Contact us today to find out how TMNZ tax pooling can help your clients.

How to overcome the pain of tax procrastination

With Inland Revenue (IRD) currently charging a penalty of seven percent interest, you would think that every single business owner in New Zealand would be highly motivated to get their tax issues sorted.

Why then, is tax procrastination a problem?

Tax is an obligation. We have no choice but to get on top of it. Whether that's paying on time if we can or, if we can't, making alternative arrangements. Solutions may include tax pooling through Tax Management NZ or reaching an agreement with IRD. However, there is a segment of Kiwi taxpayers who continue to bury their heads in the sand despite the potential pain it may cause.

However, tax procrastination, it turns out, is a 'thing' and it's not laziness either.

Dr Piers Steel, author of the book The Procrastination Equation: How to Stop Putting Things Off and Start Getting Stuff Done calls procrastination 'self-harm'. It's hard to argue with him when you consider the breath-taking tax penalty regime we face in New Zealand.

Dr Fuschia Sirois, a professor of psychology at the University of Sheffield, recently told the New York Times: “Procrastination isn’t a unique character flaw or a mysterious curse on your ability to manage time, but a way of coping with challenging emotions and negative moods induced by certain tasks — boredom, anxiety, insecurity, frustration, resentment, self-doubt and beyond”.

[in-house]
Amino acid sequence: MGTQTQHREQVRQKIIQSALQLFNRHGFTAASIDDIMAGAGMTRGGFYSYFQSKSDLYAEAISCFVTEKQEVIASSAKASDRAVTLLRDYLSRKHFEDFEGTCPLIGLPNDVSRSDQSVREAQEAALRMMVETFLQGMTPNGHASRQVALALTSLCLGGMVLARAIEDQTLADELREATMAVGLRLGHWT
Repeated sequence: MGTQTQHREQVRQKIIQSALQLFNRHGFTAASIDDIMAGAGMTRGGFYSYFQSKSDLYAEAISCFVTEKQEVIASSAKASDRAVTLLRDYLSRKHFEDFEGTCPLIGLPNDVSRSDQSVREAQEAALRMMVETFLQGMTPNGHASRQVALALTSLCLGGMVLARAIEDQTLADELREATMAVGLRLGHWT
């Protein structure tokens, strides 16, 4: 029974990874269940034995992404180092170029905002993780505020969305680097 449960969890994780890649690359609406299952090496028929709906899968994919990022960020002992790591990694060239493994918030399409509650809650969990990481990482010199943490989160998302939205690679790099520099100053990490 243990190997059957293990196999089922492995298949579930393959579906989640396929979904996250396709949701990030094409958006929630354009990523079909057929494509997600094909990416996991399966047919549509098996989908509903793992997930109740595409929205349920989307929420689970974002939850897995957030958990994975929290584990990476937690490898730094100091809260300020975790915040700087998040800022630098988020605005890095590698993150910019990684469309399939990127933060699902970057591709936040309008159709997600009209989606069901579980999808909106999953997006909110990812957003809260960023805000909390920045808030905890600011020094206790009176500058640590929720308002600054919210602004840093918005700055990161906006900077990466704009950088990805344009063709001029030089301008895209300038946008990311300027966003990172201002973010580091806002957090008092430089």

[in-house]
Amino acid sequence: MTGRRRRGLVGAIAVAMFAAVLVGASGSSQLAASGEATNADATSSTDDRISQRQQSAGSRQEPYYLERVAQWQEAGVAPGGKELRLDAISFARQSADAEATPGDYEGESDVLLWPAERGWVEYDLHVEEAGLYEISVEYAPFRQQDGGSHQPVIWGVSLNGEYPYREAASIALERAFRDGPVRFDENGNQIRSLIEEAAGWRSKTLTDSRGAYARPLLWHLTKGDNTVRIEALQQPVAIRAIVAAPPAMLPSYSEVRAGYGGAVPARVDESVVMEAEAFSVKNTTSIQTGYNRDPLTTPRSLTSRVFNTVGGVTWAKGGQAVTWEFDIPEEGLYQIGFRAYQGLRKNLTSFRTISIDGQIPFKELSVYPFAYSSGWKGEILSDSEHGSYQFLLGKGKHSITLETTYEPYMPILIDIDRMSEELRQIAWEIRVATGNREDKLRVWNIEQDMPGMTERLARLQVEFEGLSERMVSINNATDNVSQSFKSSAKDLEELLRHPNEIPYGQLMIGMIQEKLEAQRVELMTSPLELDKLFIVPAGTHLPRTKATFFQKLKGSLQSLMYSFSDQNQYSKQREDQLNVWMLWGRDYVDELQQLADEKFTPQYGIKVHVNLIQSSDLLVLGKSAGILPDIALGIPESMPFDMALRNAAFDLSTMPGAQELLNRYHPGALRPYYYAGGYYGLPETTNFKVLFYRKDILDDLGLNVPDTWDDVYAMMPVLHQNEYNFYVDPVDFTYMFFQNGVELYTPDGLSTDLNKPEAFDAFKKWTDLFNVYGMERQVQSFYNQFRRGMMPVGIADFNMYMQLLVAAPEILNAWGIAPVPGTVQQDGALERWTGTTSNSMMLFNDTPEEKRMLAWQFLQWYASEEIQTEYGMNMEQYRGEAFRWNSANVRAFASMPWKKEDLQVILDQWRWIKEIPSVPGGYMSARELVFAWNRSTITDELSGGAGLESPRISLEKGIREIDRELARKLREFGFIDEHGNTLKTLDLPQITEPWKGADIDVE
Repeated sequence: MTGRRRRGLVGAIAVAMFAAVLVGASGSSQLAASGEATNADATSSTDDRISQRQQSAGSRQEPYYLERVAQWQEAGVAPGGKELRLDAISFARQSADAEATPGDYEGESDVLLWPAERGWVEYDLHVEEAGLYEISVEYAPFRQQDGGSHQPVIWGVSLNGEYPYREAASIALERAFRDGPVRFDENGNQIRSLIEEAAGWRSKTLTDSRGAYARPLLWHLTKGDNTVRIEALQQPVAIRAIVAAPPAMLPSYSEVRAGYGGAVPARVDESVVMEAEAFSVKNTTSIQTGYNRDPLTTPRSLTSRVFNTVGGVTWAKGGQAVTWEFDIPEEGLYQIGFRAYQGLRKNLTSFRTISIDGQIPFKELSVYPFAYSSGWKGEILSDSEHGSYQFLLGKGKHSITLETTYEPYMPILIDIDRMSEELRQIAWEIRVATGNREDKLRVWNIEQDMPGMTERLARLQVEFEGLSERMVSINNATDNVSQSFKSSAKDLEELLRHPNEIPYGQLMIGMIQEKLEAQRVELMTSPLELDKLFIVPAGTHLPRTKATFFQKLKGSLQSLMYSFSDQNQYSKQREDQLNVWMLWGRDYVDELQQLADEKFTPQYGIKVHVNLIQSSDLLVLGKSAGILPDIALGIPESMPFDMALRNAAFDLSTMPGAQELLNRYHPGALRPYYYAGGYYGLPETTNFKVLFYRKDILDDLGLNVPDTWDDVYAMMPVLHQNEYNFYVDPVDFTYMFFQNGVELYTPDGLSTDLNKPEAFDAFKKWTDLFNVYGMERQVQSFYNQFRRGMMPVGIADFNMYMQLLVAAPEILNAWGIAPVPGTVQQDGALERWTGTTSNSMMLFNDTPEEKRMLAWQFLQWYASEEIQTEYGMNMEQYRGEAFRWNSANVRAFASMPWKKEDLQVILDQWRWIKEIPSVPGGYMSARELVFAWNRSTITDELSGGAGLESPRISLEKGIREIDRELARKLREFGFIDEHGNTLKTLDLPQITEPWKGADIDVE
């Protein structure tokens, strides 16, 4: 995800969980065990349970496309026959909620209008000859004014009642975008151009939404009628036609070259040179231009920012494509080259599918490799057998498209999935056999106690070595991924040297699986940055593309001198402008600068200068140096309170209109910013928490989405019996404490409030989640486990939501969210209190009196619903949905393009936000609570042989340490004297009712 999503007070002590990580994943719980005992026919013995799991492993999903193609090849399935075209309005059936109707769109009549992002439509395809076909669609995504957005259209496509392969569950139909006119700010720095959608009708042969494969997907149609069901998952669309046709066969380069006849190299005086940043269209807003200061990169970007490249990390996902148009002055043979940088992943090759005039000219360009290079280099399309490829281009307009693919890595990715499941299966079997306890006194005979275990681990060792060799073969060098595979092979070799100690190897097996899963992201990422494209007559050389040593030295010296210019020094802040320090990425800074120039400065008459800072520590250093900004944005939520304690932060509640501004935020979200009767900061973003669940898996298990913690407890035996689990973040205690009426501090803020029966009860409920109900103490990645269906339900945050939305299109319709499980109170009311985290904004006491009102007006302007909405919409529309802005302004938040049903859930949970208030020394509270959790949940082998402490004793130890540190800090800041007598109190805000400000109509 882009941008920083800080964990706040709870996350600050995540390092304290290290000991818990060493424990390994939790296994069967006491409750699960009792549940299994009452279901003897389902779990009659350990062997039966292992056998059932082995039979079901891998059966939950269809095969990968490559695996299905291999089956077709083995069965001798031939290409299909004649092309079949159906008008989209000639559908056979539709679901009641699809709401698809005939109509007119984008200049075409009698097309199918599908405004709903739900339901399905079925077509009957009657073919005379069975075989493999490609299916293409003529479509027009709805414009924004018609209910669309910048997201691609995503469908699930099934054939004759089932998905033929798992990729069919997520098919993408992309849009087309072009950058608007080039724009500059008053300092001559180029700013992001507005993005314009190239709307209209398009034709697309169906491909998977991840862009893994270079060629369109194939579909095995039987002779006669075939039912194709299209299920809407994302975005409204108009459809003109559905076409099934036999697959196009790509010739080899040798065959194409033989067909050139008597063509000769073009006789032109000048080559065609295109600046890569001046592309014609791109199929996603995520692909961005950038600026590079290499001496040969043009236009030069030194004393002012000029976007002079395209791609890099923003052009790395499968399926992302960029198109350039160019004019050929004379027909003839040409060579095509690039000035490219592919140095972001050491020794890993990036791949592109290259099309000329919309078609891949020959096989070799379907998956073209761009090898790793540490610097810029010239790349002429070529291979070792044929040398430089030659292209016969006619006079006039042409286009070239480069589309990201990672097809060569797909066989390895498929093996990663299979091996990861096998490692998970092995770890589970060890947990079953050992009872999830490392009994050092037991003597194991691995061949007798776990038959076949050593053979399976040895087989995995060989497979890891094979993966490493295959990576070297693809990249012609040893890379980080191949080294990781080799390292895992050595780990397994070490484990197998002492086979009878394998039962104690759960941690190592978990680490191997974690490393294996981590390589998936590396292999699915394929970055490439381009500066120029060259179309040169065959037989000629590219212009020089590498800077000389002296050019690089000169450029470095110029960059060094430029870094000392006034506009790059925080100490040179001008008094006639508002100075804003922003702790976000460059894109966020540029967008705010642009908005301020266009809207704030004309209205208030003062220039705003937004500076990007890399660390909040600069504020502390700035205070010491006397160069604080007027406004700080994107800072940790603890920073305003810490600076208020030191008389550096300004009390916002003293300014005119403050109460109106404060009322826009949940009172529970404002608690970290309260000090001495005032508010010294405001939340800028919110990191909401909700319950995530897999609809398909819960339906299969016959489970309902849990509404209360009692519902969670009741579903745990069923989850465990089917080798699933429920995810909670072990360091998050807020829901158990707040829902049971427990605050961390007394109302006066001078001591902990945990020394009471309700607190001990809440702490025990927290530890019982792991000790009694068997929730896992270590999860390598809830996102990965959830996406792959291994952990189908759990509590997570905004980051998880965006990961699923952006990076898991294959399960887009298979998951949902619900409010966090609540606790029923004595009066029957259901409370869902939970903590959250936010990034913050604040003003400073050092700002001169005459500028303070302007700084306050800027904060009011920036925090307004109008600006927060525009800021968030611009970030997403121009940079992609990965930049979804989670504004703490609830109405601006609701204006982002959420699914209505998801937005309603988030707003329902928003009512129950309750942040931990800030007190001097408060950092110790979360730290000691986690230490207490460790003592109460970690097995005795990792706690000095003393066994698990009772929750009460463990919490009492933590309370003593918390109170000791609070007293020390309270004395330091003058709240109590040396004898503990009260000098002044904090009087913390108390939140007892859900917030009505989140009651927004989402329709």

In short, we use procrastination to manage an immediate negative mood rather than with getting on with the task.

Beating tax procrastination

Carleton University’s Tim Pychyl suggests that the next time you feel inclined to put off something – like getting your tax sorted – you should simplify your focus down to taking the first step. The very next action helps shift your primary emotion.

“Once we get started, we’re typically able to keep going. Getting started is everything,” he says.

First tasks

Having a handful of obvious first steps you can take will help start you on that critical first step.

1. First step, get expert advice

If you are concerned about cashflow, particularly in this year marred by COVID-19, find a tax adviser (your accountant or tax consultant). Should you already have one, pick up the phone and speak to him or her about your options – even if it's to book an appointment.

Take that first step.

2. List your next steps

In partnership with your tax adviser, get an understanding of what all your options are. These may include tax pooling or coming to an arrangement with IRD for an extension, or a repayment schedule. Do you qualify for Working for Families or the temporary tax loss carry-back regime?